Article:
A normally confident Lewis Hamilton fears the soaring Montreal heat will melt his chances of a third Canadian Grand Prix victory on Sunday.
Hamilton lines up second at the Circuit Gilles Villeneuve behind Sebastian Vettel as the reigning world champion grabbed the 32nd pole of his Formula One career, with championship leader Fernando Alonso behind him in third in his Ferrari.
The feat elevates Vettel up alongside Nigel Mansell in the all-time standings, with only Michael Schumacher (68), Ayrton Senna (65), Jim Clark and Alain Prost (both 33) ahead of him.
It was comfortably done by Vettel, finishing three tenths of a second faster than Hamilton, which is some margin considering in final practice the top 16 drivers were covered by a second.
But with temperatures up to 25 degrees centigrade, and with the expectation they will rise as high as 28 or 29 on Sunday, Hamilton believes that could count against him.
Referring to his car yesterday, Hamilton stated he would "have to drive the arse off the thing" to achieve victory.
But even that might not now be enough given his demeanour in the immediate aftermath of qualifying which was low key when it came to assessing his prospects of becoming a seventh different winner from the opening seven races.
"We just struggled throughout," said Hamilton, setting a front-row time on the sixth occasion in seven races this year, albeit with two of those times hit by penalties.
"Yesterday we had very good pace, but the conditions were cooler. With it hotter today I really, really struggled.
"Because of that I, for one, didn't expect to be so far up, so I don't know what's now going to happen.
"I've fortunately got myself into a really decent position, but now that it's hotter it's going to change things.
"It's going to be tough, so we just have to do the best job we can, try to maximise everything we do.
"We can still have a really good race and get some really good points from where we are."
Asked if he would be happy to stack up the points, Hamilton said: "Of course, I want to win, but these guys (Vettel and Alonso) are quicker than me at the moment, so we'll have to wait and see."
For Vettel, it was another one-lap masterclass performance as no-one was able to touch him, with the German now in the prime spot to become the first driver to win two races this season.
"We've had a fantastic weekend so far, with yesterday smooth, no problems with the car," said Vettel.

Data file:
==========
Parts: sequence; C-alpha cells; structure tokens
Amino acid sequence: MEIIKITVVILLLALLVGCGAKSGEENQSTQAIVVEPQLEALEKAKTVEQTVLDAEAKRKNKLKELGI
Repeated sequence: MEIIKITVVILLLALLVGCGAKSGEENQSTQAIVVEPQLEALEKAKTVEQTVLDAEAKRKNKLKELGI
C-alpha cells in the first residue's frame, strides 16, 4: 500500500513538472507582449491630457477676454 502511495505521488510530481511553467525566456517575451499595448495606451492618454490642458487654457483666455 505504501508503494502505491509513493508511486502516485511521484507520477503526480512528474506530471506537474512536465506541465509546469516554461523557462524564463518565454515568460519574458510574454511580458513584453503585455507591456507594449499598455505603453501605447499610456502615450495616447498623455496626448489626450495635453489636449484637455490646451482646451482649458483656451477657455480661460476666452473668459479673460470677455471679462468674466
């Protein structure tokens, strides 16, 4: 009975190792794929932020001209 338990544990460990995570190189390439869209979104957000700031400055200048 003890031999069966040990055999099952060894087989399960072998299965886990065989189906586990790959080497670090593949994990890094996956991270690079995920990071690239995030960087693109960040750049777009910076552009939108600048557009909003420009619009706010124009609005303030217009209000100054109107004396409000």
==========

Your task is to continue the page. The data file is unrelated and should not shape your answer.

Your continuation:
"We've learned a couple of lessons, especially from the last two races in which we were quick on Sunday, but we didn't get the car right in qualifying on Saturday.
"It was important to have a clean run, we trust the car we have, to go with the circuit, read the conditions, and I was very happy throughout qualifying.
"I was always able to get a little quicker, and although it looked very tight at the beginning, in the end there was a bit more of a difference.
"It's good, but the distance I have over Lewis is only eight metres tomorrow on the grid, so the race should be an interesting one."
Significantly, Vettel and Red Bull shrugged aside the clampdown by the FIA of late on their car.
Eight days ago Red Bull were ordered to remove illegal holes from the floor, while for this weekend holes in the wheel hubs have had to be blocked as it was felt they assisted with aerodynamics.
Vettel added: "It's not just a hole in the floor that makes all the difference, although from reading the papers you would get that impression.
"It was a shame it went one way then the other in terms of being declared legal then illegal, but in the end they don't have a big impact on the performance of the car.
"We weren't afraid it would affect us, and even without the hole it was good fun today. I enjoyed qualifying."
The same cannot be said for Jenson Button who starts 10th in his McLaren as he again struggled, although he starts on the more durable soft tyre compared to nine ahead of him on supersoft, which may work to his favour.
Paul di Resta qualified superbly in eighth in his Force India, the second highest grid slot of his F1 career.